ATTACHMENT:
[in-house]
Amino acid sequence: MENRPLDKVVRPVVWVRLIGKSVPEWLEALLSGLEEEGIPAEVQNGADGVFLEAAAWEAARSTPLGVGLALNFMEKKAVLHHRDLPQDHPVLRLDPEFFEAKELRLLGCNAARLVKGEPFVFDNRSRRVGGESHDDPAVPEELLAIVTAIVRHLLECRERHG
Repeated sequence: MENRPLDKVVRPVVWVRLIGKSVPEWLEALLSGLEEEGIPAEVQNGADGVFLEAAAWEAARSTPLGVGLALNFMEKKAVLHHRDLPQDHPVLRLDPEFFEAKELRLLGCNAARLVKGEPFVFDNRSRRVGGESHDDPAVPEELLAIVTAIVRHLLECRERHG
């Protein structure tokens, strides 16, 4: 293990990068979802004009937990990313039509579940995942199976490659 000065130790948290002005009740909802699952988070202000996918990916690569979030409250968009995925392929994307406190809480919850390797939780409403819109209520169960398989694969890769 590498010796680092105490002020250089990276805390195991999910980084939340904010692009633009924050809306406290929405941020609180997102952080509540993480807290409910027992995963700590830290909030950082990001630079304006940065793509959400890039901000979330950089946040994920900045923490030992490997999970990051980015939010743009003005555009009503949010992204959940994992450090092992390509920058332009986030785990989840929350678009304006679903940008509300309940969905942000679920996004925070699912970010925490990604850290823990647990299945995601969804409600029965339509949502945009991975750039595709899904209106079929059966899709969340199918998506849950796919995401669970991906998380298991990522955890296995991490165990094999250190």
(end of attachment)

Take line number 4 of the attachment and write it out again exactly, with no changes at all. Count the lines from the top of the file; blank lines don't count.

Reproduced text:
């Protein structure tokens, strides 16, 4: 293990990068979802004009937990990313039509579940995942199976490659 000065130790948290002005009740909802699952988070202000996918990916690569979030409250968009995925392929994307406190809480919850390797939780409403819109209520169960398989694969890769 590498010796680092105490002020250089990276805390195991999910980084939340904010692009633009924050809306406290929405941020609180997102952080509540993480807290409910027992995963700590830290909030950082990001630079304006940065793509959400890039901000979330950089946040994920900045923490030992490997999970990051980015939010743009003005555009009503949010992204959940994992450090092992390509920058332009986030785990989840929350678009304006679903940008509300309940969905942000679920996004925070699912970010925490990604850290823990647990299945995601969804409600029965339509949502945009991975750039595709899904209106079929059966899709969340199918998506849950796919995401669970991906998380298991990522955890296995991490165990094999250190």